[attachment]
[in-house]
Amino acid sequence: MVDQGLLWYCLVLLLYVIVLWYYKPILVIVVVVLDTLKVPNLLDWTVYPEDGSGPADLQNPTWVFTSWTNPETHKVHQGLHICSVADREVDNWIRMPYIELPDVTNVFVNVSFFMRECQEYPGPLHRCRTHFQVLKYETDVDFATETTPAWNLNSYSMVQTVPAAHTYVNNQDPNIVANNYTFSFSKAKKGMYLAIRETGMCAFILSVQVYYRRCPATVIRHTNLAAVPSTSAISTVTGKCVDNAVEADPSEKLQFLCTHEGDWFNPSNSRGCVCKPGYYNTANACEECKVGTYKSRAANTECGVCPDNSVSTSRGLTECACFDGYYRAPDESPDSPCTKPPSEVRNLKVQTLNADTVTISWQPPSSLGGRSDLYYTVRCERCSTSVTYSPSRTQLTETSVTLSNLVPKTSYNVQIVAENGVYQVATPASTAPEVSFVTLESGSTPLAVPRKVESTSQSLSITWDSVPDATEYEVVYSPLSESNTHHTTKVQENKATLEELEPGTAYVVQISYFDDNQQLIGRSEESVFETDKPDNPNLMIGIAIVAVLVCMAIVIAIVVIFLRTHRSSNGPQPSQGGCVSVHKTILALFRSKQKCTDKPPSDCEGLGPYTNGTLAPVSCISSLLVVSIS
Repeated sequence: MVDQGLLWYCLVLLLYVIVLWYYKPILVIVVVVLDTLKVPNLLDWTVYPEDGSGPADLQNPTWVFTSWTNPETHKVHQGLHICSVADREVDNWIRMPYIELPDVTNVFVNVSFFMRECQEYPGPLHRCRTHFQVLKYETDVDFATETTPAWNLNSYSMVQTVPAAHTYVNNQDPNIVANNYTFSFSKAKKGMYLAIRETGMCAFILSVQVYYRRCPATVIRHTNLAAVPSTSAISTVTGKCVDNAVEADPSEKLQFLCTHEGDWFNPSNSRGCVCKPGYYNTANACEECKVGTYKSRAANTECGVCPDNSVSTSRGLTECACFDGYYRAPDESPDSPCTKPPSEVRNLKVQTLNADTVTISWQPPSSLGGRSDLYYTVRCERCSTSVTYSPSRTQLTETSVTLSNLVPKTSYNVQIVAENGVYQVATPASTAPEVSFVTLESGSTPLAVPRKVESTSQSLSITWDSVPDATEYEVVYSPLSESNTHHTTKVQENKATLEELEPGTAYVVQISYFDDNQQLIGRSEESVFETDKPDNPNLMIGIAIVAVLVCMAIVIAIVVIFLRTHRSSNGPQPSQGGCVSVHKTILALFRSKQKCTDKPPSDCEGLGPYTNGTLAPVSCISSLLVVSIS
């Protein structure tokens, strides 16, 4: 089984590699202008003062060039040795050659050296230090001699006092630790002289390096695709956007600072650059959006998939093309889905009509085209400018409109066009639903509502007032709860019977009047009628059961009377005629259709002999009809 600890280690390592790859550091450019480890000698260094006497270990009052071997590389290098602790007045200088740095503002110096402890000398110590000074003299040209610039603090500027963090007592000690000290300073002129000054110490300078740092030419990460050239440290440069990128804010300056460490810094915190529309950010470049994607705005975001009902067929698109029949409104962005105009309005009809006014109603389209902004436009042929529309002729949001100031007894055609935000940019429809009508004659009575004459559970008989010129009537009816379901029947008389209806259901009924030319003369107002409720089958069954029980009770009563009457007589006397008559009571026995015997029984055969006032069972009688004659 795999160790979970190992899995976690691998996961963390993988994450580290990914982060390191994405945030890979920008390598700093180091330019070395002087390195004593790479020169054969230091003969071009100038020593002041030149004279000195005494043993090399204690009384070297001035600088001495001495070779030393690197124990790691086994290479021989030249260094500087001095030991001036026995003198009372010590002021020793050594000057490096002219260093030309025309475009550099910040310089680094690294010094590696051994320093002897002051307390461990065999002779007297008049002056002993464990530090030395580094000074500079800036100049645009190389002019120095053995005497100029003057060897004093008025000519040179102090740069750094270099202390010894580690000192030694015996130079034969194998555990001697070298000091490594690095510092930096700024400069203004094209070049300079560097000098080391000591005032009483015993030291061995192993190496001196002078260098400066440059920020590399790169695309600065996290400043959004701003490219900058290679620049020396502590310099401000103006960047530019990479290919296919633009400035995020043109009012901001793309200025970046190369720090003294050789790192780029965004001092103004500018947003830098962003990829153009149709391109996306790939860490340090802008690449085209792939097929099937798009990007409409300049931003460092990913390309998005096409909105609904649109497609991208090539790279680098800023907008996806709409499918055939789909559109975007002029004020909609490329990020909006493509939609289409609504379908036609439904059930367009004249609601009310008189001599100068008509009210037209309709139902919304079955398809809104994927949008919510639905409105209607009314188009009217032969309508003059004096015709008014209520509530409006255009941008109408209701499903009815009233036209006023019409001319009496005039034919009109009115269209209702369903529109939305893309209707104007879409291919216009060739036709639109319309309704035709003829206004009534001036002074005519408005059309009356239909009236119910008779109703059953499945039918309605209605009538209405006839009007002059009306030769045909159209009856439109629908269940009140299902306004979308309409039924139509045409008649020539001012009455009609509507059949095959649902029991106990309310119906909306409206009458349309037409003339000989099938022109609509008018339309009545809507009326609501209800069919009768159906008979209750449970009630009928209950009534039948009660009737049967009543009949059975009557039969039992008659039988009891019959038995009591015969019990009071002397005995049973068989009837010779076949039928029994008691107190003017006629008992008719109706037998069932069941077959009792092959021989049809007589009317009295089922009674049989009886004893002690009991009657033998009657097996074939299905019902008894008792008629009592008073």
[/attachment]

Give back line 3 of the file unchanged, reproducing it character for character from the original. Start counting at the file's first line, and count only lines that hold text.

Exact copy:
Repeated sequence: MVDQGLLWYCLVLLLYVIVLWYYKPILVIVVVVLDTLKVPNLLDWTVYPEDGSGPADLQNPTWVFTSWTNPETHKVHQGLHICSVADREVDNWIRMPYIELPDVTNVFVNVSFFMRECQEYPGPLHRCRTHFQVLKYETDVDFATETTPAWNLNSYSMVQTVPAAHTYVNNQDPNIVANNYTFSFSKAKKGMYLAIRETGMCAFILSVQVYYRRCPATVIRHTNLAAVPSTSAISTVTGKCVDNAVEADPSEKLQFLCTHEGDWFNPSNSRGCVCKPGYYNTANACEECKVGTYKSRAANTECGVCPDNSVSTSRGLTECACFDGYYRAPDESPDSPCTKPPSEVRNLKVQTLNADTVTISWQPPSSLGGRSDLYYTVRCERCSTSVTYSPSRTQLTETSVTLSNLVPKTSYNVQIVAENGVYQVATPASTAPEVSFVTLESGSTPLAVPRKVESTSQSLSITWDSVPDATEYEVVYSPLSESNTHHTTKVQENKATLEELEPGTAYVVQISYFDDNQQLIGRSEESVFETDKPDNPNLMIGIAIVAVLVCMAIVIAIVVIFLRTHRSSNGPQPSQGGCVSVHKTILALFRSKQKCTDKPPSDCEGLGPYTNGTLAPVSCISSLLVVSIS